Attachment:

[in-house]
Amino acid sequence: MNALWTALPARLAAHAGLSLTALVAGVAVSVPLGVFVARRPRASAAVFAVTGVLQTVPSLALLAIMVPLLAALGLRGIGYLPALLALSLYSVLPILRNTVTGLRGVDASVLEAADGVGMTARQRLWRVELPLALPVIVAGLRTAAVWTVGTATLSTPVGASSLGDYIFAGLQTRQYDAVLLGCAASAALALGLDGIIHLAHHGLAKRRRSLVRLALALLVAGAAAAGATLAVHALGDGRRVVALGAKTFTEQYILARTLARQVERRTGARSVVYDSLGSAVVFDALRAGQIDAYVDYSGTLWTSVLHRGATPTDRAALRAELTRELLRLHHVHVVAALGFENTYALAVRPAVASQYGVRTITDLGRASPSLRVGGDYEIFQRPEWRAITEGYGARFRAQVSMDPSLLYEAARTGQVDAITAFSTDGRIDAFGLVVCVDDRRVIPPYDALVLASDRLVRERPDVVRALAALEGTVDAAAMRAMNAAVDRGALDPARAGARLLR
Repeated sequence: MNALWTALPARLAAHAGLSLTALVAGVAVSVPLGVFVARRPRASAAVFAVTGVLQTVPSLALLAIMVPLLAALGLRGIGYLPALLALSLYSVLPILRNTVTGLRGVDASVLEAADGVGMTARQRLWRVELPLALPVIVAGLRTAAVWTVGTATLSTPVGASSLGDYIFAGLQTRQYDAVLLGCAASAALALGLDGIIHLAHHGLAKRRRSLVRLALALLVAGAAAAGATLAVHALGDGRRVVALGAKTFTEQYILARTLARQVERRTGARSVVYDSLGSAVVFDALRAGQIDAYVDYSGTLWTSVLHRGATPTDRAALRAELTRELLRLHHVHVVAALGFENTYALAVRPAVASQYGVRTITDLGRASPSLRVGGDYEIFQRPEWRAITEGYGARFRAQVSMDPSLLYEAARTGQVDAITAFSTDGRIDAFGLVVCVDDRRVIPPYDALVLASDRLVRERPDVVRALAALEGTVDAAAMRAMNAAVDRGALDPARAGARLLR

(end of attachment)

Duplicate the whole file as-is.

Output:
[in-house]
Amino acid sequence: MNALWTALPARLAAHAGLSLTALVAGVAVSVPLGVFVARRPRASAAVFAVTGVLQTVPSLALLAIMVPLLAALGLRGIGYLPALLALSLYSVLPILRNTVTGLRGVDASVLEAADGVGMTARQRLWRVELPLALPVIVAGLRTAAVWTVGTATLSTPVGASSLGDYIFAGLQTRQYDAVLLGCAASAALALGLDGIIHLAHHGLAKRRRSLVRLALALLVAGAAAAGATLAVHALGDGRRVVALGAKTFTEQYILARTLARQVERRTGARSVVYDSLGSAVVFDALRAGQIDAYVDYSGTLWTSVLHRGATPTDRAALRAELTRELLRLHHVHVVAALGFENTYALAVRPAVASQYGVRTITDLGRASPSLRVGGDYEIFQRPEWRAITEGYGARFRAQVSMDPSLLYEAARTGQVDAITAFSTDGRIDAFGLVVCVDDRRVIPPYDALVLASDRLVRERPDVVRALAALEGTVDAAAMRAMNAAVDRGALDPARAGARLLR
Repeated sequence: MNALWTALPARLAAHAGLSLTALVAGVAVSVPLGVFVARRPRASAAVFAVTGVLQTVPSLALLAIMVPLLAALGLRGIGYLPALLALSLYSVLPILRNTVTGLRGVDASVLEAADGVGMTARQRLWRVELPLALPVIVAGLRTAAVWTVGTATLSTPVGASSLGDYIFAGLQTRQYDAVLLGCAASAALALGLDGIIHLAHHGLAKRRRSLVRLALALLVAGAAAAGATLAVHALGDGRRVVALGAKTFTEQYILARTLARQVERRTGARSVVYDSLGSAVVFDALRAGQIDAYVDYSGTLWTSVLHRGATPTDRAALRAELTRELLRLHHVHVVAALGFENTYALAVRPAVASQYGVRTITDLGRASPSLRVGGDYEIFQRPEWRAITEGYGARFRAQVSMDPSLLYEAARTGQVDAITAFSTDGRIDAFGLVVCVDDRRVIPPYDALVLASDRLVRERPDVVRALAALEGTVDAAAMRAMNAAVDRGALDPARAGARLLR